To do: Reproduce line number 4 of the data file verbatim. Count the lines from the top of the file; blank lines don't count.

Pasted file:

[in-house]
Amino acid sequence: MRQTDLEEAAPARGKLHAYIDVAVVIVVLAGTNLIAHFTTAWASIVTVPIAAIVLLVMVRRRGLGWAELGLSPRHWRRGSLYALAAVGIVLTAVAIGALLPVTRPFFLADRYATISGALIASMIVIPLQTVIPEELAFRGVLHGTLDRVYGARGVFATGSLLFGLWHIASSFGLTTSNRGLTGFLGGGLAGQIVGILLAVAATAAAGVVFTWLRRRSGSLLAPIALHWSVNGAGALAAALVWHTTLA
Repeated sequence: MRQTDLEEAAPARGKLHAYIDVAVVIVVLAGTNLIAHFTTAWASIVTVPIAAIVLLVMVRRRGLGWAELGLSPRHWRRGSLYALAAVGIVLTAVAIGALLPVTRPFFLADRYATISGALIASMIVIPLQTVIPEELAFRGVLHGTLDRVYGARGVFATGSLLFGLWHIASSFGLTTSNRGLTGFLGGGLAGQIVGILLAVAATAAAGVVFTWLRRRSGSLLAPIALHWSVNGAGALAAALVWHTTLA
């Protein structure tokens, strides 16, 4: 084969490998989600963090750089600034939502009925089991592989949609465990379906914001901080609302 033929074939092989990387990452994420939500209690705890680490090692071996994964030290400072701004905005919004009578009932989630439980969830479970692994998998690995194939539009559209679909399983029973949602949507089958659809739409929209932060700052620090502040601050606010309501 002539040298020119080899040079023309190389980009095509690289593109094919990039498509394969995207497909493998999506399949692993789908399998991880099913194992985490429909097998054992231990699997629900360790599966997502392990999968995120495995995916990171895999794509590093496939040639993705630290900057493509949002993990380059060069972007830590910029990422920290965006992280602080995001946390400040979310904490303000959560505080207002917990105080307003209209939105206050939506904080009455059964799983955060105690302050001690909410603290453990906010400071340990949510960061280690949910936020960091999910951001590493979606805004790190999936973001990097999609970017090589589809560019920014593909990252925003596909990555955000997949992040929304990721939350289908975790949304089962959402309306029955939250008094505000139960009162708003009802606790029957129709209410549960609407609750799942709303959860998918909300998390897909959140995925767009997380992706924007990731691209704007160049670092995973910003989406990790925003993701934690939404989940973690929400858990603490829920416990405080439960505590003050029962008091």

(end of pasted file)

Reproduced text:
């Protein structure tokens, strides 16, 4: 084969490998989600963090750089600034939502009925089991592989949609465990379906914001901080609302 033929074939092989990387990452994420939500209690705890680490090692071996994964030290400072701004905005919004009578009932989630439980969830479970692994998998690995194939539009559209679909399983029973949602949507089958659809739409929209932060700052620090502040601050606010309501 002539040298020119080899040079023309190389980009095509690289593109094919990039498509394969995207497909493998999506399949692993789908399998991880099913194992985490429909097998054992231990699997629900360790599966997502392990999968995120495995995916990171895999794509590093496939040639993705630290900057493509949002993990380059060069972007830590910029990422920290965006992280602080995001946390400040979310904490303000959560505080207002917990105080307003209209939105206050939506904080009455059964799983955060105690302050001690909410603290453990906010400071340990949510960061280690949910936020960091999910951001590493979606805004790190999936973001990097999609970017090589589809560019920014593909990252925003596909990555955000997949992040929304990721939350289908975790949304089962959402309306029955939250008094505000139960009162708003009802606790029957129709209410549960609407609750799942709303959860998918909300998390897909959140995925767009997380992706924007990731691209704007160049670092995973910003989406990790925003993701934690939404989940973690929400858990603490829920416990405080439960505590003050029962008091």